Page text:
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As pro basketball winds up winter training in preparation for the grueling season ahead, let us now praise famous men: Walt Frazier reclining in his llama-skin Manhattan apartment; Dick Motta dangling fish bait as the lakes thaw near his Idaho home; Pete Maravich hanging up his pistols in the courtyards off Bourbon Street; and, finally, the supreme Kareem Abdul-Jabbar doing penance on the slopes of Nepal for being so good he was forced to play with the most inept supporting cast since the Nixon gang.
Besides celebrity, what these gentlemen have in common is time on their hands. They are fittingly—in some cases, shockingly—idle because their teams did not qualify for that terrific April...and May...and maybe June, too...madness known as the NBA playoffs.
As the 1975-76 pro basketball season began, we had just recovered from the World Series. Before it ends, we will have seen the Russian hockey team, the Super Bowl, the Masters, the Kentucky Derby, the Winter Olympics, Opening Day, Love Doubles, Indiana, Jean-Pierre Coopman and about 26 presidential primaries. At different times during the pros' interminable run, Patty Hearst was tried and Cher was true, Howard Hughes was alive and Hubert Humphrey dead, Cuckoo's Nest was just another film and Margaret just another princess. What more could be asked of a sports season than that while it went on a whole society seemed to change before our very eyes?
Well, we could ask what price New York, Los Angeles and Chicago—the nation's media-market titans—being eliminated from the television showcase that is the playoffs? And CBS-TV executives might answer with razors at their throats. The NBA Sunday ratings are down a disastrous 28% from last year, hardly a peak season. But be that as it may, the folks who do watch the 1976 rendition of the playoffs will be in for a rare treat. New faces are everywhere, at least in the early going. The Philadelphia 76ers haven't been involved in this type of competition for five years, the Phoenix Suns for six years, Cleveland never.
Not really. These are the Cleveland Cavaliers of bantering Bill Fitch, a team that came out of nowhere, firing from the perimeters, to wrest the Central Division away from the Washington Bullets. Not really nowhere, either. The Cavs came awfully close to the playoffs last spring when they lost out on the final day of the season. As Fitch said then, "Close only counts in horseshoes, hand grenades and drive-in movies."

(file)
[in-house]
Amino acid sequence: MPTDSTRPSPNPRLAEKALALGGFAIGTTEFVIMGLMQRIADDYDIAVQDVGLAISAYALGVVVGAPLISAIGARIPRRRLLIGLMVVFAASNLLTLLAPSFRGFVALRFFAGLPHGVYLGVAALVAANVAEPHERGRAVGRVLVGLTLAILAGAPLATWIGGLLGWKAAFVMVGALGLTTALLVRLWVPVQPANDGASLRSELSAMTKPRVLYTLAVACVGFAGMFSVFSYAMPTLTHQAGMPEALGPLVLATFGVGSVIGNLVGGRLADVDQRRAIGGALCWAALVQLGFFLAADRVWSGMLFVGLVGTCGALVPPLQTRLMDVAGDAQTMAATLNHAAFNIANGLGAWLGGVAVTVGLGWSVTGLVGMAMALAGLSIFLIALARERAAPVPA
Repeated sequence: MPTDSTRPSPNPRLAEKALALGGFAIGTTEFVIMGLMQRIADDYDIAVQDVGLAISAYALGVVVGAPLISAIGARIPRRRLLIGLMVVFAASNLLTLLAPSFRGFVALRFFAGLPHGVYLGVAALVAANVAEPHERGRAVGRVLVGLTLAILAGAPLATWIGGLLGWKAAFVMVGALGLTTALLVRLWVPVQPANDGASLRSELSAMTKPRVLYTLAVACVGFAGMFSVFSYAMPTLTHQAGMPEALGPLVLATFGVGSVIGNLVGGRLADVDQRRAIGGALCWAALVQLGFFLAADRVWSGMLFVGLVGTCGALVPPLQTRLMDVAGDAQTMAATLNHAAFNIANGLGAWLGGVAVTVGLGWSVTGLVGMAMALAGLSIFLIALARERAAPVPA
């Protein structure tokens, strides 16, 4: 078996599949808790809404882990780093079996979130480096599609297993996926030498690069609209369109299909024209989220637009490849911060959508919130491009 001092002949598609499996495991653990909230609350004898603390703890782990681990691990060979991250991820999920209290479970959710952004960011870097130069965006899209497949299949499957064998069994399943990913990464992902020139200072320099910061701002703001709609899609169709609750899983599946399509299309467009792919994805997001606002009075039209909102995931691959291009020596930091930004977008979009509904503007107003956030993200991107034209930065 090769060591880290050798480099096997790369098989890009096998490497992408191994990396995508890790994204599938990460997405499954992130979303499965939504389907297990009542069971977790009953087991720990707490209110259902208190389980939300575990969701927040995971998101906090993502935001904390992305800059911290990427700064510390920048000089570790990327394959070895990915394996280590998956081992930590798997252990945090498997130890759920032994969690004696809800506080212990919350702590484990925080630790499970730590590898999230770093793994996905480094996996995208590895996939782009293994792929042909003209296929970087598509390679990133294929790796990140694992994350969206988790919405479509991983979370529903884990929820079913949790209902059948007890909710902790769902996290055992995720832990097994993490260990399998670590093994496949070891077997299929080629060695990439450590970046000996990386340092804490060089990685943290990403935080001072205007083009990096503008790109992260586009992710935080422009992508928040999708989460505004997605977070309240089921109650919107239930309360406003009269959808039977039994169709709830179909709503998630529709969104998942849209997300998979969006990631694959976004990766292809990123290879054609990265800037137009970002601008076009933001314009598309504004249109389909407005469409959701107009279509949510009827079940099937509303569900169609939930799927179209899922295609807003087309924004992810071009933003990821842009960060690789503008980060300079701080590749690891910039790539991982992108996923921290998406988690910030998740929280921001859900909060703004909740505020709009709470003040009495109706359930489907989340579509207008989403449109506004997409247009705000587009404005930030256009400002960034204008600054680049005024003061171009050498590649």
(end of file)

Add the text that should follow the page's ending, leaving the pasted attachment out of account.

The Cavaliers have old Nate Thurmond, young Jim Chones, a cast of thousands scoring in double figures and two of the league's best shooters coming off the bench in Campy Russell and Austin Carr. Besides winning 49 games during the regular season, the team accomplished the fairly amazing feat of drawing nearly 5,000 people more per game than last year. That these average crowds of almost 13,000 Ohioans managed to find the Coliseum in the cornfields of Richfield is satisfying enough. But the Cavs are worth the drive.
"The Cavs right now look as good as anybody," says Laker Coach Bill Sharman. "There is no reason they can't win it all."
Though Cleveland's inside power is suspect and the team has no real star to go to in the crunch—a useful asset in the playoffs—Fitch gets full mileage out of seven men who average between 10 and 16 points. And this does not include the veteran center, Thurmond, or the whippet guard, Foots Walker, both of whom will be key figures in the first series against Washington.